The real concern is with ladder stands that are composed of wood [and usually the steps that are used to reach them].
The other concern is that trees are live and grow [but the stand doesn’t].
The main challenge with using wood is that it rots over time and the fixings will usually rust as well. When the wood rots it can sometimes be hard to see from the outside, and its not until some weight is applied that the extent of the rot is known.
Since most tree stand falls occur climbing or descending to the stand, the wooden steps are critical.
The inspection before you use the stand should be done several weeks before using it so there is time for any repairs before the season commences and the woods can settle down again.
Look for signs of damage or rot to the wood. Check the nails or screws for rusting and security. The platform base and supports should be examined for rot, movement, insecure fittings and deterioration. Even galvanized hardware rusts and may break caused by the swaying of trees and the weight of snow or ice.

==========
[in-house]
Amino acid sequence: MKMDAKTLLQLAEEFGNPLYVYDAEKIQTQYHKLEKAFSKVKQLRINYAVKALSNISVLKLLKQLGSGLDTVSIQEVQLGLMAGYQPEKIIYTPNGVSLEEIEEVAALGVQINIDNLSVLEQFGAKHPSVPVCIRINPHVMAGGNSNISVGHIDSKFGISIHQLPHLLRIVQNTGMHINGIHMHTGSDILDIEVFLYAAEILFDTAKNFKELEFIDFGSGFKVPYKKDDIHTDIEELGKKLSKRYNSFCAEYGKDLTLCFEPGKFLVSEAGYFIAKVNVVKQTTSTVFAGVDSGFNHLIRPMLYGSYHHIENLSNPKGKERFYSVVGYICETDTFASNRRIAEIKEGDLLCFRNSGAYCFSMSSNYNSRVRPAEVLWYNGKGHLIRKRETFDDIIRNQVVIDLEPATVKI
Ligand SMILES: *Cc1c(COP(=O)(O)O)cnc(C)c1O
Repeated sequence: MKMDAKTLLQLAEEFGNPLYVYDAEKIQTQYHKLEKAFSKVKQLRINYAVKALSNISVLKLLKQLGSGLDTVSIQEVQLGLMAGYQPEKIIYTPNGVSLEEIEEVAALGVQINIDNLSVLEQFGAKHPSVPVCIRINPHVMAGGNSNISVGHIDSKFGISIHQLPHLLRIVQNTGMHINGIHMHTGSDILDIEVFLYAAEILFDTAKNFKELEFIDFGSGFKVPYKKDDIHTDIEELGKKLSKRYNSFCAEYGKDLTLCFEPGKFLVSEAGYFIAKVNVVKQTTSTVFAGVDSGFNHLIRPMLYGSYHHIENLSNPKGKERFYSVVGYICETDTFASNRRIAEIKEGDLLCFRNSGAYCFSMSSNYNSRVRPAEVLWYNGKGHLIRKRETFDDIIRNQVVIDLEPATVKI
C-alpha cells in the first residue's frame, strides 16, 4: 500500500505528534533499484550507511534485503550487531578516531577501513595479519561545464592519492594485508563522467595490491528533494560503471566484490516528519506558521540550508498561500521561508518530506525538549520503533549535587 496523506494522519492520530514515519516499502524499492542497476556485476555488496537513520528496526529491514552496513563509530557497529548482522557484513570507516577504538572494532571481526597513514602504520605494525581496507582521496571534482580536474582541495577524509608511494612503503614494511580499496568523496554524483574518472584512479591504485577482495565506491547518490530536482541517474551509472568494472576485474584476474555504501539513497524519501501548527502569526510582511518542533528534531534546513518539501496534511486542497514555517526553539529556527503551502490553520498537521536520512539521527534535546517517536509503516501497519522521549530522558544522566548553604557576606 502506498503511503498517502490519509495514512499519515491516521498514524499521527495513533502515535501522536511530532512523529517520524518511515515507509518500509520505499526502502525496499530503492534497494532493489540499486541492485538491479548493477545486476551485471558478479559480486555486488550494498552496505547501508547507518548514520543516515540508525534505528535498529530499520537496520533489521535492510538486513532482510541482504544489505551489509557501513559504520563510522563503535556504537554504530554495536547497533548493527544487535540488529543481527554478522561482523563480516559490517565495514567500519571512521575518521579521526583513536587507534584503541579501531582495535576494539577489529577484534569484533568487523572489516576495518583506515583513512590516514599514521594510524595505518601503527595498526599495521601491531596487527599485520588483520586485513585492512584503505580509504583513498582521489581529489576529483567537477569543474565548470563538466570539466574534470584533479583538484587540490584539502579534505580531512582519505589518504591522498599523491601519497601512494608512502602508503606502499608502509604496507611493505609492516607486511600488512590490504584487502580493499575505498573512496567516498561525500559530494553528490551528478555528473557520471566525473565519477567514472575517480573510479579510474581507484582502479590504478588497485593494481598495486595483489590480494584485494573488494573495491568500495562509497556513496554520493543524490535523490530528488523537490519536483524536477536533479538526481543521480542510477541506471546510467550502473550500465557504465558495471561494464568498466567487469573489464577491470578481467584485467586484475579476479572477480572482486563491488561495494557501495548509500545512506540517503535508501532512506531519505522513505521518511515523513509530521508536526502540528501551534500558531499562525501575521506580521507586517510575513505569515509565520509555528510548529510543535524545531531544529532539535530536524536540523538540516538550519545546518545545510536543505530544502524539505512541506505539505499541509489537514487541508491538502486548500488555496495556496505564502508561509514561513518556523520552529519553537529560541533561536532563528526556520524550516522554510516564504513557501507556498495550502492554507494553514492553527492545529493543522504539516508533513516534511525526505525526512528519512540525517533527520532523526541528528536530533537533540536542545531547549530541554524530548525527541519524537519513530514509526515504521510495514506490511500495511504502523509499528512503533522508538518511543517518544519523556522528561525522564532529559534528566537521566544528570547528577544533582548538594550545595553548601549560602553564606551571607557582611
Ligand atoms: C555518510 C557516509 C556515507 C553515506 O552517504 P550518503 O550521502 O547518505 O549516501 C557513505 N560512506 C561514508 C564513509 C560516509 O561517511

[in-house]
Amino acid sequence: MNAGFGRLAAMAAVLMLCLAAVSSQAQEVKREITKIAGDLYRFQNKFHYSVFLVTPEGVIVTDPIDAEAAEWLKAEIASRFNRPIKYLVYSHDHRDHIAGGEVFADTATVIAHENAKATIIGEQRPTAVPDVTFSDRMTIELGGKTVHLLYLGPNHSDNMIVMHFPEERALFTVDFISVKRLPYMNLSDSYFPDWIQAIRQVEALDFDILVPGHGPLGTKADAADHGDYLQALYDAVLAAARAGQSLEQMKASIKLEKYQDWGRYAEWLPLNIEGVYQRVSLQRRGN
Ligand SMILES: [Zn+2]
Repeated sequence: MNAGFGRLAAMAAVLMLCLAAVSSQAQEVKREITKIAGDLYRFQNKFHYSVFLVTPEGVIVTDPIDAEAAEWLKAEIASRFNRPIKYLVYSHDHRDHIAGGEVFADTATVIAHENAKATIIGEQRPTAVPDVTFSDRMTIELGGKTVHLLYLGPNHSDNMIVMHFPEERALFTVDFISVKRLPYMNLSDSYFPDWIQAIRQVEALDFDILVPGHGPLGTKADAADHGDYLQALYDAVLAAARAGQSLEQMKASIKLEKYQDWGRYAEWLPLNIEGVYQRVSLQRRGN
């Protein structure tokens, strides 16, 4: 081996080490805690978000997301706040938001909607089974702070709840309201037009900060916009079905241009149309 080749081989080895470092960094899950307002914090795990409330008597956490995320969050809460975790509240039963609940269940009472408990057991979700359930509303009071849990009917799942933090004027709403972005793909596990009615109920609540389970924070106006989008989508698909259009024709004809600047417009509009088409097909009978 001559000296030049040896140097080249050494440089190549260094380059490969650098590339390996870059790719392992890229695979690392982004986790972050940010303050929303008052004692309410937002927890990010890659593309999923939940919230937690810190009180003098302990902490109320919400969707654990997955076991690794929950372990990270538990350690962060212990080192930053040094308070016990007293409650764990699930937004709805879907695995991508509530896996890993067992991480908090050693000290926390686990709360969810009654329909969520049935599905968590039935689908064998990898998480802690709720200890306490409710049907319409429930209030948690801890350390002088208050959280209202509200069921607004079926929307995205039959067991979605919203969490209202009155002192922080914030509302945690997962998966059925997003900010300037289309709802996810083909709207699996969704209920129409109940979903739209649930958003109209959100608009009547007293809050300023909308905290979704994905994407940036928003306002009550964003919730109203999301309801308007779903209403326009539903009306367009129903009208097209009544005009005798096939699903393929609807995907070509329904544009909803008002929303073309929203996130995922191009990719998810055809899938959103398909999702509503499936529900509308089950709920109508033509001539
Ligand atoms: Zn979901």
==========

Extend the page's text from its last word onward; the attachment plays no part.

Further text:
If the ladder stand is made of metal, inspect and tighten all nuts and bolts as they can loosen over time.
Closely inspect all welds. It can be hard to see hairline cracks, so inspect the paint for cracks. Always replace any parts with originals as the local hardware stuff may not have the required tensile strength etc.
If any rust is found, remove it, prime and repaint the area to prevent further deterioration.
Check the connection points of cables or straps to ensure the attachment is secure.
Check to make sure all pins or s-hooks are not bent or rusted and replace if in doubt.
Check all connections on the ladder joining sections and pins for a snug fit.